Energy in Greece

Energy production in Greece is dominated by the state owned Public Power Corporation (known mostly by its acronym ΔΕΗ, or in English DEI). In 2009 DEI supplied for 85.6% of all electric energy demand in Greece,[1] while the number fell to 77.3% in 2010.[1] Almost half (48%) of DEI's power output is generated using lignite, a drop from the 51.6% in 2009.[1]

12% of Greece's electricity comes from hydroelectric power plants[2] and another 20% from natural gas.[2] Between 2009 and 2010, independent companies' energy production increased by 56%,[1] from 2,709 Gigawatt hour in 2009 to 4,232 GWh in 2010.[1]

In line with the European Commission's Directive on Renewable Energy, Greece aims to get 18% of its overall energy from renewable sources by 2020.[3] In 2015, according to the independent power transmission operator in Greece (ΑΔΜΗΕ) more than 20% of the electricity in Greece has been produced from renewable energy sources and hydroelectric powerplants. This percentage in April reached 50%.[4] The same trend was the case also for 2016 .[5]

The contribution of RES (non-hydroelectric) to the gross final electricity consumption accounted for 24.5% in 2016[6], while hydroelectric power represented approximately 25% by installed capacity. According to the Greek Electricity Market Operator (LAGIE), the total installed capacity in the Greek interconnected system at the end of 2016 accounted for almost 16,615 MW, including 3,912 MW lignite, 4,658 MW natural gas, 3,173 MW large hydro-power and 4,873 MW RES.[7]

Greece currently does not have any nuclear power plants in operation, however in 2009 the Academy of Athens suggested that research in the possibility of Greek nuclear power plants begin.[8]

Tables

Energy in Greece[9]
Capita Prim. energy Production Import Electricity CO2-emission
Million TWh TWh TWh TWh Mt
200411.0635412028457.093.9
200711.1937414128463.097.8
200811.2435411529364.393.4
200911.2834211725862.590.2
201211.3131111222859.883.6
2012R11.0930912122661.177.5
201311.0327210818855.168.9
Change 2004-092.0%-3.4%-2.0%-9.1%9.8%-3.9%
Mtoe = 11.63 TWh . Prim. energy includes energy losses

2012R = CO2 calculation criteria changed, numbers updated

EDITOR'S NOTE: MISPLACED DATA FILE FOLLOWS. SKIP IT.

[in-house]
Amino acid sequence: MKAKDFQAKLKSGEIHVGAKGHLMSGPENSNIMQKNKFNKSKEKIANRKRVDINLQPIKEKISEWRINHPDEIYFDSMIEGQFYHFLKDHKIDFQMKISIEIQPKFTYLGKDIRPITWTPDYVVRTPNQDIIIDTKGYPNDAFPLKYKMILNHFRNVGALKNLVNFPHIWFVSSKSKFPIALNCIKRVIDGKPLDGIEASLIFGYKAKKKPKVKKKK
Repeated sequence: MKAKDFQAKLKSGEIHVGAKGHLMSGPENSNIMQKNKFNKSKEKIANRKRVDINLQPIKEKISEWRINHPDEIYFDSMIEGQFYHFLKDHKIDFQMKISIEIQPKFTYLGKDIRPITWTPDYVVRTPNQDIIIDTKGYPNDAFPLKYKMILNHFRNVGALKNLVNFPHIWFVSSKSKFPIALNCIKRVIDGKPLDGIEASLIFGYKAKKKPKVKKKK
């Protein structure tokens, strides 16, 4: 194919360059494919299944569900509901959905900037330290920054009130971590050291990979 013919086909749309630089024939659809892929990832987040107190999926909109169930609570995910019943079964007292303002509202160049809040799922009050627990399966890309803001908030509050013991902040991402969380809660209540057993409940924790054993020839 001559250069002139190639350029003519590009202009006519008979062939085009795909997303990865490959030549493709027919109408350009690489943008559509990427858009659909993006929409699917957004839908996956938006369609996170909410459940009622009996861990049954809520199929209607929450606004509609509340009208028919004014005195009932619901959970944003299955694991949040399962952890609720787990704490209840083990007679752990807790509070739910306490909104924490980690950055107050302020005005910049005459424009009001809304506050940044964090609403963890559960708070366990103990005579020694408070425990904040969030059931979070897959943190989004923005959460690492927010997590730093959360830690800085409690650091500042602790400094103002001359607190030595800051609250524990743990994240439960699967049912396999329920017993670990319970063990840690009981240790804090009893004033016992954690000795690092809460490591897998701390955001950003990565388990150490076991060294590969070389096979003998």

Fossil fuel

Oil and gas

Greece has 10 million barrels of proved oil reserves as of 1 January 2011.[10] Hellenic Petroleum is the country's largest oil company, followed by Motor Oil Hellas. Greece's oil production stands at 7,946 barrels per day (bbl/d),[10] ranked 90th, while it exports 1,863 bbl/d (57th)[10] and imports 496,600 bbl/d (25th).[10]

In 2011 the Greek government approved the start of oil exploration and drilling in three locations within Greece,[11] with an estimated output of 250 to 300 million barrels over the next 15 to 20 years.[11] The estimated output in Euros of the three deposits is €25 billion over a 15-year period,[11] of which €13–€14 billion will enter state coffers.[11] Greece's dispute with Turkey over the Aegean poses substantial obstacles to oil exploration in the Aegean Sea.

In addition to the above, Greece is also to start oil and gas exploration in other locations in the Ionian Sea as well as the Libyan Sea, within the Greek exclusive economic zone, south of Crete.[12][13] The Ministry of the Environment, Energy and Climate Change announced that there was interest from various countries (including Norway and the United States) in exploration,[13] and the first results regarding the amount of oil and gas in these locations are expected in the summer of 2012.[13]

A number of oil and gas pipelines are currently under construction or under planning in the country. Such projects include the Interconnector Turkey-Greece-Italy (ITGI) and South Stream gas pipelines.[2]

The Turkey–Greece pipeline is a 296 kilometres (184 mi) long natural gas pipeline, which connects Turkish and Greek gas grids completed in September 2007.

Coal

Megalopoli Mine is a large lignite and coal mine owned by the Public Power Corporation of Greece. The largest lignite and coal mine in Greece are in the area of Western Macedonia and especially in Ptolemaida.